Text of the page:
Chapter 1

~

Tuesday, September 11, 2108

I should have arrived in the daytime, thought Klale ruefully, staring into the inky darkness beyond the lone streetlight at the end of the Pender Street Wharf. But she’d had no idea that downtown streets would be deserted at ten-thirty at night or so damned dark!

A raindrop splashed on her head, leaking cold rivulets through her hair onto her scalp, then two more followed in quick succession. Klale sighed and started rooting in her duffel bag for her rain cape. Just what she needed, solleks snass—a thunderstorm.

It would have been smarter to catch a ferry from Nanaimo to Vancouver tomorrow, but the free ride on “Urchin” had seemed just too good to pass up. And she’d asked to be dropped off on the island of Downtown, despite the crew’s warnings, because she hadn’t wanted to be caught wandering Vancouver streets after curfew and interrogated by some petty Watch patroller who’d want to know why she wasn’t staying at a Fisher hostel. Downtown lay outside of Guild law and had no Watch to bother Klale. Unfortunately, it hadn’t any street lights either.

Well, there had to be a bright side, she told herself. Surely heavy rain would keep beggars and bludgers inside….

From the direction of the wharf she heard footsteps.

Klale tensed, heart pounding, then caught sight of the Harbour Patrol Officer. Ten minutes ago the officious woman had irritated her. Now she felt a wave of relief.

“Evening, Captain,” she called out.

The officer looked at Klale and changed course to meet her.

“Evening.”  The dark haired officer summoned up a smile, though it didn’t meet her eyes. “Guild hostels are all over in Vancouver.”

“I’m looking for a public hostel,” said Klale firmly.

“Uh huh. Really left your Guild, eh?”

“Sure. It’s not the twenty-first century any more, you know. People move around. I’ll find another one,” she said, hoping she sounded a hell of a lot more confident than she felt. Seven hundred kilometers up the coast her plan had seemed simple. But now she had the sinking feeling it wouldn’t be anywhere near that easy.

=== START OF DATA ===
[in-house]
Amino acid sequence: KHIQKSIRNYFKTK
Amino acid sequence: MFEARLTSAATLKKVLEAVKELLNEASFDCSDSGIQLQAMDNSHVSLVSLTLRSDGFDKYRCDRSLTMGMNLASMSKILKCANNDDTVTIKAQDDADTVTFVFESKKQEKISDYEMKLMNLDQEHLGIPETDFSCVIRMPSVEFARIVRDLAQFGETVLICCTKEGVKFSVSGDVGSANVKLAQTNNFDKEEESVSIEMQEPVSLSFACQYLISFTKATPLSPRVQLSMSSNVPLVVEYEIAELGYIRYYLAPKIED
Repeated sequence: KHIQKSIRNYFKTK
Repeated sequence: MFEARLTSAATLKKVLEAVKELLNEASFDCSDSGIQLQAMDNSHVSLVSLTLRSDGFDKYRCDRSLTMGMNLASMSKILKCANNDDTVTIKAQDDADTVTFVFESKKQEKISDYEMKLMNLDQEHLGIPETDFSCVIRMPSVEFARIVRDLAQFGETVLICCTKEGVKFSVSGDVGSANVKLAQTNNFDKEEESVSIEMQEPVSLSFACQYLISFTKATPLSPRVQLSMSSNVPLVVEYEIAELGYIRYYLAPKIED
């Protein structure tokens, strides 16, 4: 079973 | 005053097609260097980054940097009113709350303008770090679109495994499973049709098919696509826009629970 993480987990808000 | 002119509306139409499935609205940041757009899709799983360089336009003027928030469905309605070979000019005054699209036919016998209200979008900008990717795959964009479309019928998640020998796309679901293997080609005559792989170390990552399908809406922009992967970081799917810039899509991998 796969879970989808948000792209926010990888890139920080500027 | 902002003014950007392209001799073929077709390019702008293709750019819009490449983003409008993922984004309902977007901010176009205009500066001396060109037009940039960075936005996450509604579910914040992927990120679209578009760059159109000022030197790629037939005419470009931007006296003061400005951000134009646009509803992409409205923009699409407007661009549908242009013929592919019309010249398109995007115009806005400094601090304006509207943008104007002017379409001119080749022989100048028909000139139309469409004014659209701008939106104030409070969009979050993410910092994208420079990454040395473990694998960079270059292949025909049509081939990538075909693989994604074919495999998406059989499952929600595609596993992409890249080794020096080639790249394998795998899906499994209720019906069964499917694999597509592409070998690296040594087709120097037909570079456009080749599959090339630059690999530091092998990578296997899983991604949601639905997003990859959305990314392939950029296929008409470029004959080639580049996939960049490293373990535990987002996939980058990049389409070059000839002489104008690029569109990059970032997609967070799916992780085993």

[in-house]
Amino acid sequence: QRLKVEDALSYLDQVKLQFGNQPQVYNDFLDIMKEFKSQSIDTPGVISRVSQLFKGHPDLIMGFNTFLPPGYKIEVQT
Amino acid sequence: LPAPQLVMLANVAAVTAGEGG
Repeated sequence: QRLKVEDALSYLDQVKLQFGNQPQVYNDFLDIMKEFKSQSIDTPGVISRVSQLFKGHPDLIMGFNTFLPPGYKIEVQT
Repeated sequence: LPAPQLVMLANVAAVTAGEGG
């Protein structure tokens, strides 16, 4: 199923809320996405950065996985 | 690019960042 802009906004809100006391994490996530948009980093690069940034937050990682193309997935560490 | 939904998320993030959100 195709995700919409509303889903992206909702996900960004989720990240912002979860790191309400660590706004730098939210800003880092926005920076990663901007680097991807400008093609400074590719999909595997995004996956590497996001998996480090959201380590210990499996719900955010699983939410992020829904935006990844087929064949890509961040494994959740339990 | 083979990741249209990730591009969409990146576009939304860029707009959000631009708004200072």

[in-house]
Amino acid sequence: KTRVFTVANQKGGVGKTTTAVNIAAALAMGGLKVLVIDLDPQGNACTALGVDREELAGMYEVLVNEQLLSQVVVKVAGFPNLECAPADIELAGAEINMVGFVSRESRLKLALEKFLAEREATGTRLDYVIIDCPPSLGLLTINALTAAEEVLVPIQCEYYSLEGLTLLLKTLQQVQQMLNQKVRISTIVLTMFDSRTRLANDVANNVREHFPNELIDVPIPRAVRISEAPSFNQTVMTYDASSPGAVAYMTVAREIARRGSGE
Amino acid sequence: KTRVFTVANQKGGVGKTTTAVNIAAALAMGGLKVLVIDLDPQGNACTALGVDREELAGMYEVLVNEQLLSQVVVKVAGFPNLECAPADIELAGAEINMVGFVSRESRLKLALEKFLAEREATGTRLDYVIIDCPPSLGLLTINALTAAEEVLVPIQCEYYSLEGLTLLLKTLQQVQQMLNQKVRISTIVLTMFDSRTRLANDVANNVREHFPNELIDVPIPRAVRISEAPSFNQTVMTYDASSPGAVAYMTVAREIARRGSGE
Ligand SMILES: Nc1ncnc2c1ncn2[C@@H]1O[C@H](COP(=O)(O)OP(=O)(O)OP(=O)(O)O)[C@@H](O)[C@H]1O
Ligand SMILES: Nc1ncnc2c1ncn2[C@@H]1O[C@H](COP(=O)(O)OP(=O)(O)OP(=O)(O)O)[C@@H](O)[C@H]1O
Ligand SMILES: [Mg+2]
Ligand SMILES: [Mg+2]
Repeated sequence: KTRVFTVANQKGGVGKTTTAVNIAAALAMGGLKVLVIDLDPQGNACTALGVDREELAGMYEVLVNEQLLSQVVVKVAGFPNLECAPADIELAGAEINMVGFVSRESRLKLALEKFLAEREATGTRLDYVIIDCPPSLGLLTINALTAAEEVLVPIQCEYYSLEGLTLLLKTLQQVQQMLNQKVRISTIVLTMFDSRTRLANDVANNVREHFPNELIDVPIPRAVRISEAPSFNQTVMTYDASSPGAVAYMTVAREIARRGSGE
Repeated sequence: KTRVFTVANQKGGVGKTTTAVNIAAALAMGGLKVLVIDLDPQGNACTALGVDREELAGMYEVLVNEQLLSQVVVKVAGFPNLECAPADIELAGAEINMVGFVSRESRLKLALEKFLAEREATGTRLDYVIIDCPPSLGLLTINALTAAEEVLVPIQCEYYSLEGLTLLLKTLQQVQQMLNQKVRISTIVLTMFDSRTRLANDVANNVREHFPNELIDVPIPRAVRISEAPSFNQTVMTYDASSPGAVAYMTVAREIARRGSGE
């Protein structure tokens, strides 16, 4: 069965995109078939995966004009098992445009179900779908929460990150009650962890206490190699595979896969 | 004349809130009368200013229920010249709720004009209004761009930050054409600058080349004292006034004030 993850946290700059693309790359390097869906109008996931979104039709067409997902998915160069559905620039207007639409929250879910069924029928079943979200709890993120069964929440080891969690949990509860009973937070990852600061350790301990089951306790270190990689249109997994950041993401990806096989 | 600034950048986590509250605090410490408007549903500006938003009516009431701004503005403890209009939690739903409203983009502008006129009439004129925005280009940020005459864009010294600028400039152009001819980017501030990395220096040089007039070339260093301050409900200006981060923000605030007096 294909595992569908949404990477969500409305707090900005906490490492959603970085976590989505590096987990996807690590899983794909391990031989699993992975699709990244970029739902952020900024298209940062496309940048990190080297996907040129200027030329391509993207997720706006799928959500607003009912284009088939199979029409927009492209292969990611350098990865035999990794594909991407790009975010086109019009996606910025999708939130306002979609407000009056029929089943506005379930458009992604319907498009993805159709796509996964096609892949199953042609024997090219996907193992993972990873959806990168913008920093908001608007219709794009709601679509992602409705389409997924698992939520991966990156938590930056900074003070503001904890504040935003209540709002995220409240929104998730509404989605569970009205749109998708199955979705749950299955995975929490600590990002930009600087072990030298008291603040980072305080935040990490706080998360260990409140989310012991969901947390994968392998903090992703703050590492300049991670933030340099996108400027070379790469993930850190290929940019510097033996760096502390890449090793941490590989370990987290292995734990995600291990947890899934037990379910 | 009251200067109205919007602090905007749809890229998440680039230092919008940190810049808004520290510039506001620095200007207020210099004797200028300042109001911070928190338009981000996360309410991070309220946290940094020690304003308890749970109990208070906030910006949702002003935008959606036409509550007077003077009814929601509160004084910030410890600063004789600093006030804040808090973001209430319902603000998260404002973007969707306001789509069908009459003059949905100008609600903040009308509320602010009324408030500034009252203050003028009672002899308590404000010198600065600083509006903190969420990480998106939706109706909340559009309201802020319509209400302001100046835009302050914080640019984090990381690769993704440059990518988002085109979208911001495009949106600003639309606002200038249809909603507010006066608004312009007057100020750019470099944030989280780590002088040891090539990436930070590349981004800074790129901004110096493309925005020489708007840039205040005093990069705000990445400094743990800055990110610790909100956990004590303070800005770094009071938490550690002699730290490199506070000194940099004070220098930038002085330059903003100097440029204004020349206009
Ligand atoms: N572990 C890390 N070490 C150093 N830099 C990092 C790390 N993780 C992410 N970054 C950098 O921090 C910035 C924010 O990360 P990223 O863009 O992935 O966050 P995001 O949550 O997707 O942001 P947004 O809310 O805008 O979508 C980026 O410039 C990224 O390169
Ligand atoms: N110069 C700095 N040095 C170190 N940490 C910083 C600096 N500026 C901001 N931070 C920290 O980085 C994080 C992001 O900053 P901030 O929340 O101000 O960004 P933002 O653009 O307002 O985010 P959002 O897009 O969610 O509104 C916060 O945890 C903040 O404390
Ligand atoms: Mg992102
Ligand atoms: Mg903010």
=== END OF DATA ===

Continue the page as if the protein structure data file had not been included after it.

“Walking?”

“Yeah,” said Klale wondering what the alternative might be. Did Downtown have buses?  Cabs?  Abruptly she wished she’d spent more of the trip doing research. Or any of it.

“I’m going to Granville Street. Come along if you want.”

“Sure, thanks,” said Klale, too relieved to care about the officer’s ungracious manner.

As she shouldered her duffel bag and stepped out to follow the Patroller, the downpour started in earnest. Klale pulled the hood of the rain cape low over her eyes and hurried forward, grateful that she wasn’t alone. The street was inky dark, there were no signs, and anyway it took most of her concentration just keeping her feet under her. She couldn’t see pot holes until she splashed into them. In these eerie surroundings all the stories she’d heard about Downtown started coming back to her: roamers who’d kill Citizens for a phone, packs of rabid dogs, street gangs….

Something glowed blue in a recess between two buildings. Klale turned to look and found herself staring into the biolumed faces of three gang members with half shaved, half furred heads. Ghost Shadows. She’d seen pix of them on the net. Grotesque blue lumed skin-art spilled from their eyes, noses, and ears. They were leaning against a wall smoking, and Klale caught the distinctive tobacco/marijuana scent of Fireweed. They straightened and looked her way.

Alarmed, she hurried forward. The captain stopped suddenly, then spoke over her shoulder, pointing to her right.

“There’s hostels over there,” she announced. “I’m going the other way. Good night.”

There was an ominous undertone of satisfaction in her voice. Klale stood frozen in disbelief for a crucial instant as the officer strode off, then she started after the woman yelling:  “Hey, you can’t leave me here!”

The captain didn’t stop or turn. She stepped into deep shadows beside a building, then her footsteps ceased. Klale, stumbling blindly behind, stopped to listen. She heard a click, then two seconds later, a bang, and she realized with sudden horror that she’d heard a door shutting. Too late, she remembered the light on her phone and shone it ahead. There was a door there, all right. And it was locked.

She turned, heart pounding, and realized that she’d made another mistake. Bobbing blue glows were homing in on her light. She flicked it off and hurried away, trying to make no noise, but the Ghost Shadows followed. One ran ahead much faster than she dared run in the dark, and then stopped, blocking Klale’s path while two others came up behind. She had to halt. The man in front shone a dazzling light in her face for a few seconds, then flicked it off and Klale cursed silently. She hadn’t closed her eyes fast enough. She was temporarily blinded.

“Where you think you’re going, Zitty bitch?”

“To a hostel,” she said flatly, trying to keep fear out of her voice and posture. She was unarmed and outnumbered, and could only pray that they didn’t want to bludge her.

“This is Kung Lok territory. Lo fahn gotta pay toll. You paid your toll, dzo gai?”  The Shadows laughed unpleasantly while the first man reached over and grabbed her chin. Klale forced herself not to duck or flinch from his stinking breath, knowing she’d be seized from behind. For the first time it occurred to her that she might be raped.